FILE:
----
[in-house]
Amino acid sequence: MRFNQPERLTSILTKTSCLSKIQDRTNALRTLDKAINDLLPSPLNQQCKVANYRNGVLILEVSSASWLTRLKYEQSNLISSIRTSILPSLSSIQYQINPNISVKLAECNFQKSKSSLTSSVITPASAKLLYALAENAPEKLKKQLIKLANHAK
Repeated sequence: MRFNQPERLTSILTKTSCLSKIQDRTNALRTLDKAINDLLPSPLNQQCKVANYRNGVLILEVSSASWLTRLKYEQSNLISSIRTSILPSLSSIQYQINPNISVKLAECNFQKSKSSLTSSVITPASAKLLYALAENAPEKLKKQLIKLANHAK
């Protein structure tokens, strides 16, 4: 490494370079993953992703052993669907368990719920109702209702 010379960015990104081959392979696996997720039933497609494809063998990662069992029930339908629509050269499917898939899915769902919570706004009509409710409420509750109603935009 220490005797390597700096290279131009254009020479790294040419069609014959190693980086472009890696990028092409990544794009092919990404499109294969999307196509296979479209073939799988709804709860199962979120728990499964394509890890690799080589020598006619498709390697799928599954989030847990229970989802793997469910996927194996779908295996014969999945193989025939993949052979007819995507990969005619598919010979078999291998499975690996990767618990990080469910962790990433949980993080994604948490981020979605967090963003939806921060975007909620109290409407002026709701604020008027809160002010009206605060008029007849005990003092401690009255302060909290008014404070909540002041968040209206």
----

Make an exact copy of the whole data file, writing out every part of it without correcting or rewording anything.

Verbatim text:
[in-house]
Amino acid sequence: MRFNQPERLTSILTKTSCLSKIQDRTNALRTLDKAINDLLPSPLNQQCKVANYRNGVLILEVSSASWLTRLKYEQSNLISSIRTSILPSLSSIQYQINPNISVKLAECNFQKSKSSLTSSVITPASAKLLYALAENAPEKLKKQLIKLANHAK
Repeated sequence: MRFNQPERLTSILTKTSCLSKIQDRTNALRTLDKAINDLLPSPLNQQCKVANYRNGVLILEVSSASWLTRLKYEQSNLISSIRTSILPSLSSIQYQINPNISVKLAECNFQKSKSSLTSSVITPASAKLLYALAENAPEKLKKQLIKLANHAK
């Protein structure tokens, strides 16, 4: 490494370079993953992703052993669907368990719920109702209702 010379960015990104081959392979696996997720039933497609494809063998990662069992029930339908629509050269499917898939899915769902919570706004009509409710409420509750109603935009 220490005797390597700096290279131009254009020479790294040419069609014959190693980086472009890696990028092409990544794009092919990404499109294969999307196509296979479209073939799988709804709860199962979120728990499964394509890890690799080589020598006619498709390697799928599954989030847990229970989802793997469910996927194996779908295996014969999945193989025939993949052979007819995507990969005619598919010979078999291998499975690996990767618990990080469910962790990433949980993080994604948490981020979605967090963003939806921060975007909620109290409407002026709701604020008027809160002010009206605060008029007849005990003092401690009255302060909290008014404070909540002041968040209206």